Controlling process communications using SELinux

Linux applications communicate with each other either directly or over a network. But the difference between direct communication and networked communication, from an application programmer’s point of view, is not always that big. Let’s look at the various communication methods that Linux supports and how SELinux aligns with them.

Using shared memory

The least network-like method is the use of shared memory. Applications can share certain parts of the memory with each other and use those shared segments to communicate between two (or more) processes. To govern access to the shared memory, application programmers can use mutual exclusions (mutexes) or semaphores. A semaphore is an atomically incremented or decremented integer (ensuring that two applications do not overwrite each other’s values without knowing about the value change), whereas a mutex can be interpreted as a special semaphore that only takes the values 0 or 1.

On Linux, two implementations exist for shared memory access and control: SysV-style and POSIX-style. We will not dwell on the advantages and disadvantages of each, but rather look at how SELinux governs access to these implementations.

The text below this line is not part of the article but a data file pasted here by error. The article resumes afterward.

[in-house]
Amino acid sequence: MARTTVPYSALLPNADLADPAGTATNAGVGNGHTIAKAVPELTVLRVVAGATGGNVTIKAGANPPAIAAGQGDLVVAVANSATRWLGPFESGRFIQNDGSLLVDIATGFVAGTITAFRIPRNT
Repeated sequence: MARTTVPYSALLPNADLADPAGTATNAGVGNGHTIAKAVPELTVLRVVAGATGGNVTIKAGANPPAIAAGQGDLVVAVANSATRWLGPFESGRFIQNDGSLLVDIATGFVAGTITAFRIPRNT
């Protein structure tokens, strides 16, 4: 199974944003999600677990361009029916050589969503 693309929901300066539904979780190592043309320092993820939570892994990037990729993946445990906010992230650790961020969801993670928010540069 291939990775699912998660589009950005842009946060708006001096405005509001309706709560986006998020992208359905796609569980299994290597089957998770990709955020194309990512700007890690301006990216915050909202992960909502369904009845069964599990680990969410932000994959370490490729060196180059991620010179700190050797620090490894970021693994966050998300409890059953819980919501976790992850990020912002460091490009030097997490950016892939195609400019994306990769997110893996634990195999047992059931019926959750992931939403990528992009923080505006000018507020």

SELinux controls the SysV-style primitives through specific classes: sem for semaphores and shm for shared memory. The semaphores, mutexes, and shared memory segments inherit the context of the first process that creates them.

Administrators who want to control the SysV-style primitives can use the various ipc* commands: ipcs (to list), ipcrm (to remove), and ipcmk (to create).

For instance, let’s first list the resources and then remove the listed shared memory:

# ipcs
------ Shared Memory Segments ------
key		shmid	owner		perms	bytes	nattch	status
0x0052e2c1	0	postgres	600	56	6
# ipcrm -m 0

When POSIX-style semaphores, mutexes, and shared memory segments are used, SELinux controls those operations through the file-based access controls. The POSIX-style approach uses regular files in /dev/shm, which is simpler for administrators to control and manage.

Communicating locally through pipes

A second large family of communication methods in operating systems is the use of pipes. As the name implies, pipes are generally one-way communication tunnels, with information flowing from one (or more) senders to one receiver (there are exceptions to this, such as Solaris pipes, which act as bidirectional channels, but those are not supported on Linux). Another name for a pipe is first-in, first-out (FIFO).